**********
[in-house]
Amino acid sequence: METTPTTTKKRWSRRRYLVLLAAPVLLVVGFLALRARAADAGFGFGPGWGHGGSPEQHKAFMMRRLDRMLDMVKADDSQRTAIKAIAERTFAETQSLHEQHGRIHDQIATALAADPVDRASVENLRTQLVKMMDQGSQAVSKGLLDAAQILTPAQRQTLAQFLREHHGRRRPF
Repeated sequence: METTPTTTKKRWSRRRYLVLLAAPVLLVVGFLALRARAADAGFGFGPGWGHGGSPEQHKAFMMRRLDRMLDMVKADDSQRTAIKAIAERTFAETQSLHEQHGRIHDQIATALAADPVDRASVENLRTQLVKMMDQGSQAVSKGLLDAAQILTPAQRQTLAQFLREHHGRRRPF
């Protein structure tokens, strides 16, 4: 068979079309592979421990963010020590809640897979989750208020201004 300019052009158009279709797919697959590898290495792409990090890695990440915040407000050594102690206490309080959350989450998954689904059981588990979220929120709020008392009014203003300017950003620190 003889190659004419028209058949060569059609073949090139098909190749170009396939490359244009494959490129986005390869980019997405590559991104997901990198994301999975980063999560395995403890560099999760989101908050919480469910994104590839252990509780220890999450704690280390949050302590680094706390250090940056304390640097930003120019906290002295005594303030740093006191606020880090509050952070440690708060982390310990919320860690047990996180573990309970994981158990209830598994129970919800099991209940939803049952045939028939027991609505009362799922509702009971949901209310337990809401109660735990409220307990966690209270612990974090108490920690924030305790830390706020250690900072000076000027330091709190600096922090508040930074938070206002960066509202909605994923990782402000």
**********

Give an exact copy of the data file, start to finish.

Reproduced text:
[in-house]
Amino acid sequence: METTPTTTKKRWSRRRYLVLLAAPVLLVVGFLALRARAADAGFGFGPGWGHGGSPEQHKAFMMRRLDRMLDMVKADDSQRTAIKAIAERTFAETQSLHEQHGRIHDQIATALAADPVDRASVENLRTQLVKMMDQGSQAVSKGLLDAAQILTPAQRQTLAQFLREHHGRRRPF
Repeated sequence: METTPTTTKKRWSRRRYLVLLAAPVLLVVGFLALRARAADAGFGFGPGWGHGGSPEQHKAFMMRRLDRMLDMVKADDSQRTAIKAIAERTFAETQSLHEQHGRIHDQIATALAADPVDRASVENLRTQLVKMMDQGSQAVSKGLLDAAQILTPAQRQTLAQFLREHHGRRRPF
């Protein structure tokens, strides 16, 4: 068979079309592979421990963010020590809640897979989750208020201004 300019052009158009279709797919697959590898290495792409990090890695990440915040407000050594102690206490309080959350989450998954689904059981588990979220929120709020008392009014203003300017950003620190 003889190659004419028209058949060569059609073949090139098909190749170009396939490359244009494959490129986005390869980019997405590559991104997901990198994301999975980063999560395995403890560099999760989101908050919480469910994104590839252990509780220890999450704690280390949050302590680094706390250090940056304390640097930003120019906290002295005594303030740093006191606020880090509050952070440690708060982390310990919320860690047990996180573990309970994981158990209830598994129970919800099991209940939803049952045939028939027991609505009362799922509702009971949901209310337990809401109660735990409220307990966690209270612990974090108490920690924030305790830390706020250690900072000076000027330091709190600096922090508040930074938070206002960066509202909605994923990782402000």